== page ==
Camping in El Chico National Park, Hidalgo


It felt good to leave the monstrous Mexico City behind and escape the smog and chaos of the big city life. We weren’t headed far, just an hour and a half away to Pachuca, in the next state over, Hidalgo. This was a stop over for some nature adventures in the state we were excited to explore. Our stop over ended up being extended a few days however, as we fell in love with our oh so comfortable king size bed and quiet guest house. We hadn’t slept too well our last few nights in Mexico City in our noisy budget hotels, so finding a place with a good bed and no noise was a welcome respite. We decided to extend our stay mostly to just relax and catch up on some writing and sleep. Our host was so wonderful and welcoming and there were no other guests so it was extra quiet. She even got wine (and grape juice for me!) to share to help her celebrate the opening of the place, whilst burning copal. I highly recommend staying at this cute little place, ‘Downtown Pachuca’; Gina is the host and her place can be found on booking- definitely get the King size room!

Every morning we had breakfast at the Benito Juarez Market. We found the best enchiladas verdes we ate in all of Mexico here, and I mean best by a landslide! Each day we would grab a strawberry banana smoothie from a sweet old fellow at his market stand to help take down the burn of the spicy enchiladas – the perfect breakfast! I really wanted to explore El Chico National park, just northwest of the city, perhaps camp a night or two in the park, but it was really hard to find information about camps and cabins, so we decided to just do a day trip to scout it out.

We grabbed our enchiladas and smoothie for breakfast, and then found a collectivo just passed the Benito Juarez market and hopped in the last two seats. The 45 minute drive was only about 20km, but the twisting mountain road demanded a slow pace. We left little Pachuca behind and climbed steadily into the mountains and forests, soon within the beautiful park. As we cruised into town, white ornate derelict lamp posts lined the road, seeming strangely out of place. We parked behind the church and set out to explore pretty little town of El Chico. Cobble stone streets and high rock walls covered in ivy gave the place and enchanted feel. We walked away from the square and followed a narrow deserted road which eventually showed us to a pathway into the woods. Naturally, we took it!


The path took us to old, abandoned crumbling stone work of what used to be some sort of castle or fort. Most of the walls were knocked down and what was left didn’t make sense, structurally, but it was fascinating to be able to climb down into and explore. The structure looked down over a farmers field, where locals were working away. We continued on along the path and eventually it returned us back out on to a town road on the other side of town. We followed it until it took us back to the centre. There were several signs advertising cabins for rent as we walked along the road, but we wanted something a little more in nature so we decided to look just outside the town. A short  2km walk back on the road we drove in on, brought us to Dos Aguas camp park. We hiked off the highway and into the forest and shortly came to the camp. Five cabins were spaced beneath the towering pines and one small cabin for the park keeper stood at the end of the trail. We asked the park keeper about prices, took a peek into one of the small bare bones cabins, asked about trails and then decided we would return tomorrow to camp for the night – this place was perfect!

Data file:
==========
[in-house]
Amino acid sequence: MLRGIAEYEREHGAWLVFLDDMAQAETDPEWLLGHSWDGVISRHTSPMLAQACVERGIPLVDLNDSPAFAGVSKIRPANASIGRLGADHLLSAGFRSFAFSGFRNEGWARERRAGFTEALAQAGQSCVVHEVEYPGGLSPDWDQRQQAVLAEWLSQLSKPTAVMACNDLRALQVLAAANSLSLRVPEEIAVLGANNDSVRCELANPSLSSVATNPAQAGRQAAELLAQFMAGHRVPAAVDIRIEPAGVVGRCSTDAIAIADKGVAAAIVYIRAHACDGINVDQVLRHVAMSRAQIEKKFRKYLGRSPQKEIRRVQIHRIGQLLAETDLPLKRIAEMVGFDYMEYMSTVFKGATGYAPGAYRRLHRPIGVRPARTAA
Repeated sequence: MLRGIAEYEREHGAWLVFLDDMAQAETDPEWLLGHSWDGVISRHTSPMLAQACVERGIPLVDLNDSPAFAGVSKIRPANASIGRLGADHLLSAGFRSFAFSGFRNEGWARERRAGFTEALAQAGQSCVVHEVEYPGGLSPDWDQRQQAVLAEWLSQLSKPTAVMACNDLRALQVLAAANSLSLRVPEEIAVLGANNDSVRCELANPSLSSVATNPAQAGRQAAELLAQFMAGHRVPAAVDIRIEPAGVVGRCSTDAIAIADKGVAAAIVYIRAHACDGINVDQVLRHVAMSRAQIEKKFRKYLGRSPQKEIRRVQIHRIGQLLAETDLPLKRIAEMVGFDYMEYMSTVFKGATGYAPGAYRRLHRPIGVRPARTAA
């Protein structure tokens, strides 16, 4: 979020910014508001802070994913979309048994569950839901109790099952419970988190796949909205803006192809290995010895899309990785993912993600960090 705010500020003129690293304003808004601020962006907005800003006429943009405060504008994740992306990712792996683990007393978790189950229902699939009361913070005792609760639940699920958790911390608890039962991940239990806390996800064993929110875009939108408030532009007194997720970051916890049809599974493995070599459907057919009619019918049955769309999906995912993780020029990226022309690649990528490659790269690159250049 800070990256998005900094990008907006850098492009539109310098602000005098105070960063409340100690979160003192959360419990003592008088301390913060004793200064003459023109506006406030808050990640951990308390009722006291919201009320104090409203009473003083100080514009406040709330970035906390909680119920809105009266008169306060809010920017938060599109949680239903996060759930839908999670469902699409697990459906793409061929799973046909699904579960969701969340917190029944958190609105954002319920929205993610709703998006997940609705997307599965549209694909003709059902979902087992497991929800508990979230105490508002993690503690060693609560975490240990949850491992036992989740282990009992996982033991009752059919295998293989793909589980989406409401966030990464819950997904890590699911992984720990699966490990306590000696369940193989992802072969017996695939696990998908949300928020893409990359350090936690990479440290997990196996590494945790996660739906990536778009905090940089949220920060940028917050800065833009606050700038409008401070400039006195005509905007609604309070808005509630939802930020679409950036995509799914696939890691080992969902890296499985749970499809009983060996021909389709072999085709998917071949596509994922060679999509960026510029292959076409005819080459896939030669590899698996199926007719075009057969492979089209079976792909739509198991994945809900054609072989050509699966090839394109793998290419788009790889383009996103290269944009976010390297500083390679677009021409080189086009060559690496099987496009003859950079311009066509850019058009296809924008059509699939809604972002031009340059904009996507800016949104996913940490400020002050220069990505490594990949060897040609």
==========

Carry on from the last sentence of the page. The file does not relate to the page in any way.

We walked back to town, caught the return collectivo, and then did some shopping for supplies. Since we didn’t have a cooler or fridge we packed peanut butter and honey sandwiches, apples, bananas, nuts, cookies, water and some cooked macaroni – plenty to keep us going for a day and a night! After packing our day packs with our sleeping bags, mats and some necessities, we went to sleep with dreams of the forest. In the morning we grabbed our usual smoothie and enchiladas breakfast and then caught the collectivo back out, but had the driver drop us at the Dos Aguas camp just outside town instead. The place  was deserted when we arrived, but eventually the camp keeper emerged from the woods and we purchased our park passes, some bundles of fire wood, and our cabin rental for the night. The cabins are as bare bones as they get – two bunk style cots are attached to the walls and a tiny little wood stove is huddled in the corner – and that’s it! But what more does one need?! We decided to pack a small pack with a picnic and head out on one of the trails to hike to Mirador Peña del Cuervo, one of the most popular little hikes. And while this hike was ‘popular’, El Chico National Park isn’t exactly a bustling place, even on a Friday, so we didn’t encounter a single other person on our quiet hike.